Spring 2019–Winter 2020

A Brief Geography of the House

The architecture of dream-space

Catherine Hansen

René Daumal was one of the young leaders of a group that called itself “Le Grand Jeu,” devoted to a scrupulous “experimental metaphysics” and to a pursuit of all that hides in plain sight at the edges of the ordinary. Around 1930, he was troubled, and ecstatic, to find that someone else had dreamed his dream. As evidence, he presented a number of phrases and passages from Gérard de Nerval’s Aurélia which, found in manuscript at the scene of Nerval’s suicide in 1855, begins, “Our dreams are a second life.” The features of Nerval’s account that so startled Daumal were stairs, rooms, and dark corridors—on the face of it, features just as common in dreaming life as in waking, and not terribly specific. But it is with a “mad certitude” that Daumal recognized, in these obscure lines, “the blood of my blood.”

It is not precisely, one realizes, that the two have dreamed the same dream, but rather that they have visited the same place—as if dreams were composed not of archetypes but of “archeplaces,” or as if every individual dream were a discrete point of experience within a common locale, a penlight moving minutely over a dark, endless, but unchanging landscape. Thus, in his essay “Nerval the Nyctalope,” Daumal marvels that this dreamer and madman of a century before “knew the Castle with its countless hallways, cut by endless stairways.” He hears Nerval’s words as if hearing his own heartbeat:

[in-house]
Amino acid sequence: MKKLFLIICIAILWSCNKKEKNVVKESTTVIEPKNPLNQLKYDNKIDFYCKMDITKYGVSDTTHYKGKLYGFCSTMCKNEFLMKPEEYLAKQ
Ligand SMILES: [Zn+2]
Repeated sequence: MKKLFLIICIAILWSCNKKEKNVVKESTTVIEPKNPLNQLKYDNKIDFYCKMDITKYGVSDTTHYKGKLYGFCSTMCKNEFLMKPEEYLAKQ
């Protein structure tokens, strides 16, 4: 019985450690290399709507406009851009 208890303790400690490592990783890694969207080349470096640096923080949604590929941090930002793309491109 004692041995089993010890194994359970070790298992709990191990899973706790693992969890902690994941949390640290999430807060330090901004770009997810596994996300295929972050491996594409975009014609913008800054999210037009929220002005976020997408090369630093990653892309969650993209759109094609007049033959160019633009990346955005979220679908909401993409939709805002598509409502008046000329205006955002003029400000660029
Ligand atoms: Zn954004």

“I was” (he says, but it is just as much I who speak) “in a tower, deep into the ground [profonde du côté de la terre] and so high into the sky [si haute du côté du ciel] that all my existence seemed destined to be spent climbing and descending.”

He has seen, as Nerval has seen:

The Palace full of stairways and corridors in which the Same awaits us, in which I have not finished wandering, lost, and for how many centuries to come? The Tower, the Castle and the Mysterious City of the dead.[1]

Daumal further avers there are others, beyond himself and Nerval, who know “the Castle of corridors, the maze of the City of the dead, and especially what light—light without sun, of course—reigns there.”[2]

The larger entity in which these sub-entities all duplicitously dwell has been given several names. Daumal calls it a “country,” while other visitors have called it a “cavern,” or a kind of bardo. I prefer “house,” a word that lends itself to usages like “house of heaven” or “house of the dead.” Unlike the Palace, Castle, Tower, and Catacombs that it contains, the House, in its indefinite and potentially infinite volume, does not imply any specific interior or exterior architectural vocabulary beyond the simplest: walls and thresholds, and perhaps doors, a roof, windows.

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